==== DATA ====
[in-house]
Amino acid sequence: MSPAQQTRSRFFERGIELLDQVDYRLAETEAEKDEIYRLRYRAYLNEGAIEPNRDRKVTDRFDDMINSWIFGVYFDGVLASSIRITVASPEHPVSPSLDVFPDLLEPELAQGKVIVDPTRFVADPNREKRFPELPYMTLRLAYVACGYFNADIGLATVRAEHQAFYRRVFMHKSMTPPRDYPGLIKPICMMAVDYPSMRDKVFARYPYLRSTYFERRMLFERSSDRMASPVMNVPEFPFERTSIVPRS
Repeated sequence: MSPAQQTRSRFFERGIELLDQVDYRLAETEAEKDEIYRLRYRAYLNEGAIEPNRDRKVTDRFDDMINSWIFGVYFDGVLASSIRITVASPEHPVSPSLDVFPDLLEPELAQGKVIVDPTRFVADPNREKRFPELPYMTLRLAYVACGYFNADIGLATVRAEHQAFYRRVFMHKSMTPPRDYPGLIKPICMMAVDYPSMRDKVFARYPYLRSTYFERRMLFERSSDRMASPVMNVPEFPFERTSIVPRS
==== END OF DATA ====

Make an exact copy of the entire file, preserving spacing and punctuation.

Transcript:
[in-house]
Amino acid sequence: MSPAQQTRSRFFERGIELLDQVDYRLAETEAEKDEIYRLRYRAYLNEGAIEPNRDRKVTDRFDDMINSWIFGVYFDGVLASSIRITVASPEHPVSPSLDVFPDLLEPELAQGKVIVDPTRFVADPNREKRFPELPYMTLRLAYVACGYFNADIGLATVRAEHQAFYRRVFMHKSMTPPRDYPGLIKPICMMAVDYPSMRDKVFARYPYLRSTYFERRMLFERSSDRMASPVMNVPEFPFERTSIVPRS
Repeated sequence: MSPAQQTRSRFFERGIELLDQVDYRLAETEAEKDEIYRLRYRAYLNEGAIEPNRDRKVTDRFDDMINSWIFGVYFDGVLASSIRITVASPEHPVSPSLDVFPDLLEPELAQGKVIVDPTRFVADPNREKRFPELPYMTLRLAYVACGYFNADIGLATVRAEHQAFYRRVFMHKSMTPPRDYPGLIKPICMMAVDYPSMRDKVFARYPYLRSTYFERRMLFERSSDRMASPVMNVPEFPFERTSIVPRS